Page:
In our last class we talked about open sourcing and the impact it’s had on programing. One of the big things we talked about was the issue of incentive.
A really interesting example of a two way incentive streak of open sourcing is open sourced video games. Certain manufacturers have allowed players to modify their games programs. This has created a whole community of video game modding. The mods range from the simple addition of new objects such as weapons, or armor, to complete game overhauls that add new factions, new locations, adjust in game physics, and in game mechanics, such as skill improvement and how characters interact.
on top a town in the Elder Scrolls IV, on the bottom is the same town shown when running the Better Cities mod, which increases the size and population of all the game world’s cities.
For the gamers the incentive is self motivated. They create these mods because it adds something to the game that they want to use. But what’s the motivation for the manufacturer to let gamers modify their games? To many manufacturers It’s like giving away your product for free. But some manufacturers have figured out how powerful modding can me from developer standpoint.
By letting players modify their games they increase the playing time of their product. Most video games, even those that are designed in the open sandbox format, have a limit to how many times they can be played without repeating the playing experience. By allowing their game to be modded it creates a renewed interest in their product, and nearly unlimited playing experience.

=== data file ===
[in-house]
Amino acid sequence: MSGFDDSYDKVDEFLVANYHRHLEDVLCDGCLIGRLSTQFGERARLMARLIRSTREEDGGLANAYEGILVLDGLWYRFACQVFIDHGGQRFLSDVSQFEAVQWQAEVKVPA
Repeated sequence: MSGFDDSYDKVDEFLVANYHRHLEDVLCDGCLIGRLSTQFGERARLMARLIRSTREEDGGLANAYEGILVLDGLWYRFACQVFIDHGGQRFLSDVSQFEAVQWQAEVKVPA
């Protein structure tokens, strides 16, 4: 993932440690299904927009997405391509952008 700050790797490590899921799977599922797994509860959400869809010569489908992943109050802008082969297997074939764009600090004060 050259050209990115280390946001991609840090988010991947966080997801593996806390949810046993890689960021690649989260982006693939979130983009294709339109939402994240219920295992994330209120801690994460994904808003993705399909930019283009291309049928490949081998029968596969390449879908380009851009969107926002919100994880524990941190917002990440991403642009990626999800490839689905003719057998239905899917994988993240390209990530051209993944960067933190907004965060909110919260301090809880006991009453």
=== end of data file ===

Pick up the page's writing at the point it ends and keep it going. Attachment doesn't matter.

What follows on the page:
But the biggest motivation for manufacturers is product refinement. By looking at what types of mods are most poplar, manufacturers can get a in-depth understanding of what their players want to see in their next game.
One of the best examples of this is Bethesda and the Fallout game series. In their newest release of the series, Fallout New Vegas, they directly incorporated some of the most common mods created for their previous release Fallout 3.
However now that modding has gotten so popular with certain games, there is a concern among gamers that developers are releasing lower quality products. In a couple of major new releases players have complained of a higher amount of glitches then normal. One theory is that this is because fixing these bugs is the type of work that is not appealing to game developers and their relying on the fact that the moding community will compensate for it.